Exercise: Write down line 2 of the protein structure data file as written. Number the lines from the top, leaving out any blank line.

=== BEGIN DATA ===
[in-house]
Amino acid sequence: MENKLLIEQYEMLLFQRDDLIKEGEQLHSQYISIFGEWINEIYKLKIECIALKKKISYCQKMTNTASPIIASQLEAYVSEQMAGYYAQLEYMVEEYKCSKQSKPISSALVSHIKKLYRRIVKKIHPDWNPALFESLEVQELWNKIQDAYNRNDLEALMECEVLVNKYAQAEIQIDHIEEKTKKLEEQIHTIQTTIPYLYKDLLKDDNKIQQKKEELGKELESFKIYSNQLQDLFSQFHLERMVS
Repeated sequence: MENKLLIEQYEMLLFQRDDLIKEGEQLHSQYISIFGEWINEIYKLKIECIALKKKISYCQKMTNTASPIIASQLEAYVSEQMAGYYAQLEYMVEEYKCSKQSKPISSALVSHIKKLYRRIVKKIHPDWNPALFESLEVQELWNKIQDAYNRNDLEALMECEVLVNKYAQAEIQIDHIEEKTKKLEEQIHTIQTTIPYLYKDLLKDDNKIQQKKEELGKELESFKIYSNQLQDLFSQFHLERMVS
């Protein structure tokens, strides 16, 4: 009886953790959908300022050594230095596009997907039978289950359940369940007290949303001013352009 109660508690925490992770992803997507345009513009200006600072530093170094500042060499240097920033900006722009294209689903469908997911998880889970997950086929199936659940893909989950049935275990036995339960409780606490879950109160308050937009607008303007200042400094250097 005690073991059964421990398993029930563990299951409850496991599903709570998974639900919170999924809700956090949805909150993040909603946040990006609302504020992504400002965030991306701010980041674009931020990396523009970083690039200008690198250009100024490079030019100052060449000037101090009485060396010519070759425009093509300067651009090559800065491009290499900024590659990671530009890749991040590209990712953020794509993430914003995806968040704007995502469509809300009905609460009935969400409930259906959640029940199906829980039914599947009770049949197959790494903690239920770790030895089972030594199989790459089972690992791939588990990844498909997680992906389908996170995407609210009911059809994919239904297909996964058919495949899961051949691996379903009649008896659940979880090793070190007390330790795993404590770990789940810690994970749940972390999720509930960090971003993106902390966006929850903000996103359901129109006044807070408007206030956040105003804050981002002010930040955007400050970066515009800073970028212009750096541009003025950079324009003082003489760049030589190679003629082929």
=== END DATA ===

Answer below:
Amino acid sequence: MENKLLIEQYEMLLFQRDDLIKEGEQLHSQYISIFGEWINEIYKLKIECIALKKKISYCQKMTNTASPIIASQLEAYVSEQMAGYYAQLEYMVEEYKCSKQSKPISSALVSHIKKLYRRIVKKIHPDWNPALFESLEVQELWNKIQDAYNRNDLEALMECEVLVNKYAQAEIQIDHIEEKTKKLEEQIHTIQTTIPYLYKDLLKDDNKIQQKKEELGKELESFKIYSNQLQDLFSQFHLERMVS